Well, I was pleased to read on Slate today, a woman's impassioned, yet well-reasoned, plea to all of us to avoid the pitfall of summer sloth, and at least pretend to try. To wit:
If you have left your home in the past few weeks, you have no doubt witnessed some of the season's more common missteps: exposed bra straps; bare, bulging midriffs; bad sandals. And you may have asked yourself why the first warm days of the year are like a Halloween costume party—a chance for people to wear whatever (or however little) they desire.
As you might anticipate, most of her ire (really, it's more like frustration) is directed at the fairer sex, yet she does not spare us either:
Any discussion of shorts must eventually lead to the subject of men, the style's most enthusiastic proponents. I was once categorically against the phenomenon of men in shorts, but after listening to the impassioned pleas of several male friends, who point out that shorts are the masculine equivalent of the sundress and that jeans will lead to heat stroke, I have come around—sort of. Shorts are acceptable if they hit somewhere mid-thigh; among the most frightening of summer sights are men who have taken the notion of shorts far too literally. Shorts should also be neat and free of holes. This means don't truncate your college jeans in an attempt to emulate Tom Cruise in Endless Love. Summer is not, as many men think, an opportunity to get some use out of one's grungiest, most tattered clothing.She also spend some words decrying the "mandal," discussed in these pages some time ago.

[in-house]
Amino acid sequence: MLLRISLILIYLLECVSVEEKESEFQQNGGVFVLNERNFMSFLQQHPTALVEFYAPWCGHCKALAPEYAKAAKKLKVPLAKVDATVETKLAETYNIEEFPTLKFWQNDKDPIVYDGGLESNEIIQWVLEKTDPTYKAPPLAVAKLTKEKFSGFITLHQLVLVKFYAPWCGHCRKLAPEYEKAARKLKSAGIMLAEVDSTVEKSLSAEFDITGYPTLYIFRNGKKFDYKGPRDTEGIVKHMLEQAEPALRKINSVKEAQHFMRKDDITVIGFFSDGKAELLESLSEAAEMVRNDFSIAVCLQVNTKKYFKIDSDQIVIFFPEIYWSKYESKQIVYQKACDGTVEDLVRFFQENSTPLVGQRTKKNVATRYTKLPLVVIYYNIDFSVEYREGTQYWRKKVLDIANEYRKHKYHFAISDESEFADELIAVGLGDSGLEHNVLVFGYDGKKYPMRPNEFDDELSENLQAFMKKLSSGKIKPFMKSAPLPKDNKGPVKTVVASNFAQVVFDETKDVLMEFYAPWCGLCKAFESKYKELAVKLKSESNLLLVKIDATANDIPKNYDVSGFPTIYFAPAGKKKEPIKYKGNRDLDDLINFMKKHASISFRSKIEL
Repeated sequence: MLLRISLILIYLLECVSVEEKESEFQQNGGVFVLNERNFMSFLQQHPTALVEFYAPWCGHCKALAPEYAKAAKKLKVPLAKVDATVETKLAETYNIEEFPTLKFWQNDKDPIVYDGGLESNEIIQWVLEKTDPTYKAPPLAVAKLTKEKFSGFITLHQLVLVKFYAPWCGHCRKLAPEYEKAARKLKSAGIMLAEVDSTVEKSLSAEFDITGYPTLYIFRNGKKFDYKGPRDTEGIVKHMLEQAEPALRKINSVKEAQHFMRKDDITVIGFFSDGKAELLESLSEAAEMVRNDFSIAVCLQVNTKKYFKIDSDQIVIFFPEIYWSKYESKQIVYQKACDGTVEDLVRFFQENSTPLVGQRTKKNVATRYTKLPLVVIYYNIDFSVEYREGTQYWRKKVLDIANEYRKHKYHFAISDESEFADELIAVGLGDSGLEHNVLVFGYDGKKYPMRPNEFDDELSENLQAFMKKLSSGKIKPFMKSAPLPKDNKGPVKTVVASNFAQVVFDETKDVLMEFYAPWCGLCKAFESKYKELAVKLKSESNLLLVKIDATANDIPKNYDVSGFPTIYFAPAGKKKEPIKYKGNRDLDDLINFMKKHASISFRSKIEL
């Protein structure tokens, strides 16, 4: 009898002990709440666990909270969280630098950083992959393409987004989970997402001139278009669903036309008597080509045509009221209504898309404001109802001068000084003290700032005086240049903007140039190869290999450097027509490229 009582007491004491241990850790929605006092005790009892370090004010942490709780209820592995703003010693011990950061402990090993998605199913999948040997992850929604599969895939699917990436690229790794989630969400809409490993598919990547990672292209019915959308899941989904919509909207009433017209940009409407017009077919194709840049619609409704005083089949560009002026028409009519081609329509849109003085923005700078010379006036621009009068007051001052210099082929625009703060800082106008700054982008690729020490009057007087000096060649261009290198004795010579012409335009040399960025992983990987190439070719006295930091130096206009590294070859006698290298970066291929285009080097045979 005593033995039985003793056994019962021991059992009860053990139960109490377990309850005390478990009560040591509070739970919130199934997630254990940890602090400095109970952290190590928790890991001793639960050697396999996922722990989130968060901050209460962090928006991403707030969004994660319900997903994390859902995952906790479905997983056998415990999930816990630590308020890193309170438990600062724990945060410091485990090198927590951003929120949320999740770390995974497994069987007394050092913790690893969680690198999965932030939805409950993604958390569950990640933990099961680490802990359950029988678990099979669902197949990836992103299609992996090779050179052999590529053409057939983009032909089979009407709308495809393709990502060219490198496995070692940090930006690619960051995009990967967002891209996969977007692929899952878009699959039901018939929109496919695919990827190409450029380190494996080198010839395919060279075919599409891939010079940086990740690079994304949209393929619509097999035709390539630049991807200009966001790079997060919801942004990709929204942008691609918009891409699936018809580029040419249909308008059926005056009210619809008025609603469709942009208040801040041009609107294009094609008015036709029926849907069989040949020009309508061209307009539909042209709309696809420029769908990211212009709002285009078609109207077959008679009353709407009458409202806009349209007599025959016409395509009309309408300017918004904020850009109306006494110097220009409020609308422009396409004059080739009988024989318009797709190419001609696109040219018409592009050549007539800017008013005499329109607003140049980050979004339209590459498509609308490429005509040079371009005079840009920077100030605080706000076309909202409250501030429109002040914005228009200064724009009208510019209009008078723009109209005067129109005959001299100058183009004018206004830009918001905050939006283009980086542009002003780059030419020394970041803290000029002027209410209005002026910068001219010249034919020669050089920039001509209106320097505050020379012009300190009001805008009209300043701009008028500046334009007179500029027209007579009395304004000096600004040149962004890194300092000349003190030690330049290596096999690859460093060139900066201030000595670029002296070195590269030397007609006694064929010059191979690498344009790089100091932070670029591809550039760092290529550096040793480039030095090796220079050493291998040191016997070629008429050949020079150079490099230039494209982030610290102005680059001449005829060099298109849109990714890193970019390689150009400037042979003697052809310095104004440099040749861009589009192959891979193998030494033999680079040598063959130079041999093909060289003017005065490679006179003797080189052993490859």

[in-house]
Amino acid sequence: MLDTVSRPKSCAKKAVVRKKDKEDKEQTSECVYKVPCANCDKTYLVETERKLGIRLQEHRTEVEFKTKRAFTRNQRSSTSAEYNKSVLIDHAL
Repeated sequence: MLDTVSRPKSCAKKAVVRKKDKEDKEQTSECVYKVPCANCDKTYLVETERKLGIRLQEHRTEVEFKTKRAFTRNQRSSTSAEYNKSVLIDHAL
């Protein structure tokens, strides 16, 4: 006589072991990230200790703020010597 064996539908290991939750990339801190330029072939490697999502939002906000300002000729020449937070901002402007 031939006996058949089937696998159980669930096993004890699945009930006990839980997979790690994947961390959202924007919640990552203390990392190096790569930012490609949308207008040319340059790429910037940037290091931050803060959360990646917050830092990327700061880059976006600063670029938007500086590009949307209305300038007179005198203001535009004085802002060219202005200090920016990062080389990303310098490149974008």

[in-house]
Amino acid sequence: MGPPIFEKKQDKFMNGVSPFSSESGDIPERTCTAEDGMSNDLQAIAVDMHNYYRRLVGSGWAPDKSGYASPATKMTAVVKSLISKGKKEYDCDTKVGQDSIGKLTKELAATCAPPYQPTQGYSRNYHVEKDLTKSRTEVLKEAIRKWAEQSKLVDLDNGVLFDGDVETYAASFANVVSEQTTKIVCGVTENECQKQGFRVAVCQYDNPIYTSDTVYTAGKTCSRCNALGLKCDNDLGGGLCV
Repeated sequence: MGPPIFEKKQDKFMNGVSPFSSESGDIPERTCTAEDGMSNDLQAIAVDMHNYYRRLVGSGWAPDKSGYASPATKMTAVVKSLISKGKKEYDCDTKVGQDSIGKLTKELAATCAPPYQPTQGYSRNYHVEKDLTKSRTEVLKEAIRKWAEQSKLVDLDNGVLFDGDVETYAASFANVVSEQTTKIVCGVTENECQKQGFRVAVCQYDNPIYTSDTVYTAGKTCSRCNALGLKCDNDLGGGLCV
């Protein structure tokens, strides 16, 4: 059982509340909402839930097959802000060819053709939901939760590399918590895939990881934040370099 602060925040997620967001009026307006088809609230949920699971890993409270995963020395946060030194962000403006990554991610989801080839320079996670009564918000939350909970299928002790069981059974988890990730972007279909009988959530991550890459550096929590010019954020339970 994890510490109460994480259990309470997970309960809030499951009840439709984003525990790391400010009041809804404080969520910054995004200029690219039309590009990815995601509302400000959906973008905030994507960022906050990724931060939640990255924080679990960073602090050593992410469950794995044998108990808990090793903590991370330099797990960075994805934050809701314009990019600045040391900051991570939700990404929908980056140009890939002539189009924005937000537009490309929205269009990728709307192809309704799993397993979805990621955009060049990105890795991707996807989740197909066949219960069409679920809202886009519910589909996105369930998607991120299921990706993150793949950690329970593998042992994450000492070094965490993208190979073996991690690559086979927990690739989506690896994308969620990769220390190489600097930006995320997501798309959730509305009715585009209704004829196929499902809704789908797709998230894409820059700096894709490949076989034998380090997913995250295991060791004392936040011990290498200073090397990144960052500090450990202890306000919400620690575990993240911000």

But, as any such column must, she saves the best for last with the flip-flop (the step-cousin to the mandal):
As for flip-flops, the sandal's plastic cousin, these are office-appropriate only if your co-workers don't mind that you sound like a metronome as you walk. Finally, with barely an inch between the wearer's feet and filthy city or suburban streets, flip-flops can be a health hazard. A friend gave them up after an audacious rat scuttled over her exposed foot. And when, one summer night on the subway platform in New York City, a street musician took one look at my dusty toes and began to improvise a song with the refrain "Lovely Girl With Dirty Feet," I vowed to save the flip-flops for the beach.
I could not have said it any better.